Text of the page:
Mr Hugo De Rijke
Associate Professor of Law (Education)
School of Law, Criminology and Government (Faculty of Business)
Hugo graduated from Keele University with a BA in Law and Literature and went on to qualify as a barrister at the Inns of Court School of Law, London. He also holds an MA in Cultural Studies at the University of Exeter. Before joining Plymouth University, Hugo practised as a barrister in civil and criminal law. He also worked as a legal publisher, commissioning titles and dealing with copyright issues for several publishing houses. From 2001 he was senior lecturer at both the Institute of Digital Art and Technology and at Plymouth Law School; since 2012 he has been a full time member of staff at Plymouth Law School.
Member of the Bar for England and Wales
Roles on external bodies
Contract law; legal skills (advocacy and rhetoric); media law and practice; legal pedagogy; law, literature and film.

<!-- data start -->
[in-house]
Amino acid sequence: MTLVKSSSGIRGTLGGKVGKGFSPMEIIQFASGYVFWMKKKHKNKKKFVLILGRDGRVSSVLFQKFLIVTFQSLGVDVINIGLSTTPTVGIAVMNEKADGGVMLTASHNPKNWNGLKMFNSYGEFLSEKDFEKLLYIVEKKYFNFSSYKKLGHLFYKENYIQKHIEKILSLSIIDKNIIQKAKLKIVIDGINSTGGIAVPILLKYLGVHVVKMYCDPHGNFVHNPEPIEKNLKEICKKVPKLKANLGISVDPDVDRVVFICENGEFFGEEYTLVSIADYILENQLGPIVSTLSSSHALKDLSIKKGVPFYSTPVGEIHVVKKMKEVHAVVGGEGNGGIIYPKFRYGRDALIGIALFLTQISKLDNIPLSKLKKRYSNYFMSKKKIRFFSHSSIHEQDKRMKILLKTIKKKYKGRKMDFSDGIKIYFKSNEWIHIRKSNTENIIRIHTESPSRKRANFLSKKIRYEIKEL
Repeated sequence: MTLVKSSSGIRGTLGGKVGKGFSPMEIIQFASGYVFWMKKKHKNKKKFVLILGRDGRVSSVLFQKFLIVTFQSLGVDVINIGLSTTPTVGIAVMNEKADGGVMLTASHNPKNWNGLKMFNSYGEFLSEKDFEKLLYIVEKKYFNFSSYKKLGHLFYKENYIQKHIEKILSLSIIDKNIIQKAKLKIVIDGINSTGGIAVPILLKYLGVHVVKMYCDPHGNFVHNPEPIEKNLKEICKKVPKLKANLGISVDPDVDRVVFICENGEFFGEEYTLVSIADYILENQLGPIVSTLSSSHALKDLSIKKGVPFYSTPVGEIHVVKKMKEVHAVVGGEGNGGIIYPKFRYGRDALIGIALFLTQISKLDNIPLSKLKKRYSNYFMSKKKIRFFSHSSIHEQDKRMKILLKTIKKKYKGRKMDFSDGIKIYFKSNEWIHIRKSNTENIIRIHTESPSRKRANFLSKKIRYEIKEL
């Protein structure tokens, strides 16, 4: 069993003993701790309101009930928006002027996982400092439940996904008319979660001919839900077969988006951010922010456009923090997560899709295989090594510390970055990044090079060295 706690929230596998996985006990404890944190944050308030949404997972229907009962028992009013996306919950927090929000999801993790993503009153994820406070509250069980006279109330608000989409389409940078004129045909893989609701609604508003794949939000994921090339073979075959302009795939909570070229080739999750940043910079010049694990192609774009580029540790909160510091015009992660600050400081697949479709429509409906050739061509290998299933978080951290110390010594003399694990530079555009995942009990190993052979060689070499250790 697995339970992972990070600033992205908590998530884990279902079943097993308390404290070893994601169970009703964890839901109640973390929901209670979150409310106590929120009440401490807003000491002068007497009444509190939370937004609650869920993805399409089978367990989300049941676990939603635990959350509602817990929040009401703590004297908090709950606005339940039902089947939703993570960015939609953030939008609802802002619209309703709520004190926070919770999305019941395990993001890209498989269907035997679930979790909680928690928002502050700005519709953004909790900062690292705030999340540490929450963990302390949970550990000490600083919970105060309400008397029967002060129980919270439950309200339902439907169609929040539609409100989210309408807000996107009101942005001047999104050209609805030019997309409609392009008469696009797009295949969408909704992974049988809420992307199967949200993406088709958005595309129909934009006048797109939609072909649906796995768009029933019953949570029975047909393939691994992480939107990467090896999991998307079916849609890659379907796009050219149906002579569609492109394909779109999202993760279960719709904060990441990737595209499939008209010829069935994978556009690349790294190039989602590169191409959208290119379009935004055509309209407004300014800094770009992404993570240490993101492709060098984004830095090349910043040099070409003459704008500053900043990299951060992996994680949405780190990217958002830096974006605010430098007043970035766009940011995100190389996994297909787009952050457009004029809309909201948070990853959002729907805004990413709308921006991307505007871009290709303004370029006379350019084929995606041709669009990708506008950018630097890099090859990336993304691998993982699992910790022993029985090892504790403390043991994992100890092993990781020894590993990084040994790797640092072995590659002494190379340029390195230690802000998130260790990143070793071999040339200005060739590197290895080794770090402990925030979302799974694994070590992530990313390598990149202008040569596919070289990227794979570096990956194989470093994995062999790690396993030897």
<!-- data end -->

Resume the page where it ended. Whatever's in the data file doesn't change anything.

Legal pedagogy; law, literature and film; media law; copyright law; obscenity law; illegal culture.
Grants & contracts
Follow-up funding obtained from ALT and DFID for a series of pro bono lectures and workshops in Sierra Leone (December 2014). The outcome/findings are to be published in The Law Teacher (2015).
de Rijke, H. ‘Innovative Teaching Methods Using Film’, in Ashford, C. and Guth, J., eds. The Legal Academic’s Handbook (London: Palgrave Macmillan, 2015).
de Rijke, ‘The Point of Long Noses: Cyrano de Bergerac and Tristram Shandy’ in Representations of the Nose in Literature and Art (London: Middlesex University Press, 2000).
McLeod, K., Freedom of Expression: Resistance and Repression in the Age of Intellectual Property (Minneapolis: University of Minnesota Press, 2007) in Leonardo Journal (Boston: MIT Press, 2008).
Greenfield, S. et al, Film and the Law (Oxford: Hart, 2010) in The Law Teacher (London: Routledge, 2011).
de Rijke, H., Childs, P. and Firth, N., ‘The Gap Between Law Student Career Aspirations and Employment Opportunities’ in The Law Teacher: International Journal of Legal Education 48:1 (London: Routledge, 2014)